I used to have an evening job in a cafe in a leisure centre where we sold soft drinks through a dispenser on a counter. The drink is made from a highly concentrated syrup fed through pipes from the cellar and mixed with carbonated water as it comes out of the dispenser. We were really busy and ran out of coke so I ran downstairs to the cellar, took off the empty coke box and attached a new one. When I got back upstairs we couldn't pull the coke through so I went back down to discover that in my haste I had attached the coke to the lemonade pipe which had been left unattached after the last box of lemonade syrup was finished.
Imagine this. You are deputy Prime Minister of the UK during an election campaign when a protester throws an egg at you. Do you i) act with the dignity and restraint that befits your high public office or ii) turn round and smack him in the gob? Guess which I chose! Dohhhhhhh. . .
I worked at a DIY store as a student and apart from the many 'blunders' that were arranged on purpose to alleviate a boring shift (e.g. deliberately cutting the bottom of a 50kg cement bag so it split over whoever picked it up) there was one that I still cringe about to this day.
A half-empty tin of white gloss paint had to be put into the skip at the back of the store. I took it out, but as it was cold, decided to throw the tin into the open-top skip about 10 yards from where I stood. Unfortunately, the skip was not of the open-top variety. The tin rolled off the top of the skip and exploded on the ground showering the managers new car with white gloss paint.
It cost be half a day's pay in car wash bills.
My worst blunder was sending an e-mail about my boss to my partner saying that he was bad tempered and difficult to work with. I had written it in Spanish but my boss not only read my personal e-mail, he also had the e-mail translated. Suffice to say I left the company very soon after as I could not work with someone who invaded my privacy like that. However it is a warning to everyone - it doesn't matter how private you think your e-mail is - the boss will read it even in another language - what happened to trust? Anyway it taught me a big lesson!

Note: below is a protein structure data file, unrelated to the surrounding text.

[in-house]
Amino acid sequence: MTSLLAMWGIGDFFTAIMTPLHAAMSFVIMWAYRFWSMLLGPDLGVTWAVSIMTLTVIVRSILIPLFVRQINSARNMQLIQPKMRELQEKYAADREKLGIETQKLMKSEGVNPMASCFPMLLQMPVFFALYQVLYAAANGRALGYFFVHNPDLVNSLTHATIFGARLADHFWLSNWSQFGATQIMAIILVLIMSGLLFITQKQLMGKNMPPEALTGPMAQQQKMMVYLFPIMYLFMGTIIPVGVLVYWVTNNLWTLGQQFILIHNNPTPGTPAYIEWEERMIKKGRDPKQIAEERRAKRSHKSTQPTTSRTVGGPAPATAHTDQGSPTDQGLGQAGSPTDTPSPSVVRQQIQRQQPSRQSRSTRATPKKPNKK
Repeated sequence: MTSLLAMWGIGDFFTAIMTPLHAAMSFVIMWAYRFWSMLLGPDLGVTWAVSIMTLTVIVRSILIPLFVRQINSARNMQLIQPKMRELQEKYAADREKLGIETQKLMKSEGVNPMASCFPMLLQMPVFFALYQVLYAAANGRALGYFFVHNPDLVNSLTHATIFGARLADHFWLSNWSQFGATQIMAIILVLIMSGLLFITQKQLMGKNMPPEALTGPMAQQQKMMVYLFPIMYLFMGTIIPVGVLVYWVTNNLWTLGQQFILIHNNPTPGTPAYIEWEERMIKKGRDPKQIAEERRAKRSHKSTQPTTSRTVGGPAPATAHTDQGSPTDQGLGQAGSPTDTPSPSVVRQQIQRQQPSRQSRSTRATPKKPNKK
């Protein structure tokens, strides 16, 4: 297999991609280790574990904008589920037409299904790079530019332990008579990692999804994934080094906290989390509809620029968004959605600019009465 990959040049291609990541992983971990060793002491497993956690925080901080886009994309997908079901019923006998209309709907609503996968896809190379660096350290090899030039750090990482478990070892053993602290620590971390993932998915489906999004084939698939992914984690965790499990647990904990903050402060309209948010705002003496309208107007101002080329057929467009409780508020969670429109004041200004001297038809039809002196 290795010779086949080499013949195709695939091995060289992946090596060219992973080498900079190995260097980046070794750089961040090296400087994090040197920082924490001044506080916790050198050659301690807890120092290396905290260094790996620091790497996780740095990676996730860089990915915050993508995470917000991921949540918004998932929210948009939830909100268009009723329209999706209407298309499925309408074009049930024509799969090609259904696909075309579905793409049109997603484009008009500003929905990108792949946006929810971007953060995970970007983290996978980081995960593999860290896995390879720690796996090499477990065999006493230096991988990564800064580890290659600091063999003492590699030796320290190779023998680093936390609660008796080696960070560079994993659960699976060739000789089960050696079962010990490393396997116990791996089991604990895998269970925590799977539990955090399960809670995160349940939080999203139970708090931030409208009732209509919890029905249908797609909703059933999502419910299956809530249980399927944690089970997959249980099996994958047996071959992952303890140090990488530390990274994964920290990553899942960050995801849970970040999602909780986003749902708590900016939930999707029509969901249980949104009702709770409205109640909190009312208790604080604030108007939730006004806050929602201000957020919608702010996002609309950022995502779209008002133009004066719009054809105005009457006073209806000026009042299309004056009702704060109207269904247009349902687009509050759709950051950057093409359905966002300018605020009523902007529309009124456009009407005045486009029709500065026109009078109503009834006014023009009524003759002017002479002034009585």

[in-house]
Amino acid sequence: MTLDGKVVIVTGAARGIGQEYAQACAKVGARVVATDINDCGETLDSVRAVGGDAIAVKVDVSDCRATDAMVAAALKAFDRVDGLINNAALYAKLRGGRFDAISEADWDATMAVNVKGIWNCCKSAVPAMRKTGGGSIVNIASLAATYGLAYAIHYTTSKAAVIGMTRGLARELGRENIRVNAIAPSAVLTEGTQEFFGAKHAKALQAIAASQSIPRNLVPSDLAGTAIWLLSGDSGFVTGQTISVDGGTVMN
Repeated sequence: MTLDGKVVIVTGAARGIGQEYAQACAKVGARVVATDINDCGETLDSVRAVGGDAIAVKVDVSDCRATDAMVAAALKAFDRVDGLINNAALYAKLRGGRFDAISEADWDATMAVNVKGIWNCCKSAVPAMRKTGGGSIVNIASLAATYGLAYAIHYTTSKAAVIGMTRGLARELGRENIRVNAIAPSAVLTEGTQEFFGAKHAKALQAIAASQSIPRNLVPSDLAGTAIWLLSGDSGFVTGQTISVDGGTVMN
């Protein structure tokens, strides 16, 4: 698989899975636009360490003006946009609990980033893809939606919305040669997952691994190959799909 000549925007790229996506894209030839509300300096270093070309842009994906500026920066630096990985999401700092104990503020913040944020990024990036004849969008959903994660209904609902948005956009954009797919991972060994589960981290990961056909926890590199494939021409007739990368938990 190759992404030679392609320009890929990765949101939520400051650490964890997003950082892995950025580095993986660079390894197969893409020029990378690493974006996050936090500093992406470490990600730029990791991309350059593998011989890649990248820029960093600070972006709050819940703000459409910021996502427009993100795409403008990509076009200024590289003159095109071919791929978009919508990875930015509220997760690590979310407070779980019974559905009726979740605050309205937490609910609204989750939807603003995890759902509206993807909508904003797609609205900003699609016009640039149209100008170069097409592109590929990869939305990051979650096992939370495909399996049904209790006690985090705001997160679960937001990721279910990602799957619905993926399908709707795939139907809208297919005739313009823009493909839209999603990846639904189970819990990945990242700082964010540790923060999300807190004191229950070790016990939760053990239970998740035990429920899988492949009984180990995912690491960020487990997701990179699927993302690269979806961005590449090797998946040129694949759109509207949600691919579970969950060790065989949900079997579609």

My second worst blunder was ticking the 'overtime' box (£35/h) instead of the '24x7 standby' box (£4/h) thereby inflating my monthly pay packet by £7,500. My biggest ever blunder was telling my boss, who told me that I was a mug and should keep quiet in future.
A colleague was called out at midnight to fix a fail in a computer run of an application that ran the factory we work for and deleted the full application by hitting the D(elete) key on his computer keyboard instead of the S(elect). Luckily we have back up copies of every file so he did manage to recover everything but it was a frightening experience seeing years of work disappear by pressing in a split second.
Whilst enjoying some 'horse play' with several others in our open plan office, I decided to throw a protractor at a colleague. It missed him but continued to sail in a graceful arc like a boomerang until it slammed right into the middle of my boss' face, breaking his glasses and earning me a written warning.
Matt Simon, USA
My worst blunder was sending a fax to the CEO of a client company which set out the salary and benefit details for him and the CFO. Both had come from the US parent company to sort out the ailing UK business.
Unfortunately I sent the fax to the wrong number within the business and eventually all the UK employees got to see how much the two were being paid. Let's just say the disparity between these two and the rest of the UK team was embarrassingly wide.
I once lost over £1 million worth of communications equipment in the post from the US. Thing is the company didn't even notice which just goes to show that they're far more interested in stopping people claiming a few more pounds on their expenses than auditing what's going on in the company as a whole - Typical.
Alex Gibbs, Hong Kong
I don't make blunders...
Um... getting caught posting messages to the BBC News Talking Point Website?
Fortunately my employer is relaxed about internet usage - within reasonable bounds. So the other blunder will have to be talking in less than glowing terms about a former schoolmate who shared the same unusual surname as a co-worker in my office. I don't think I need explain what happened next...
I committed my worst blunder by joining the company that I work for at present.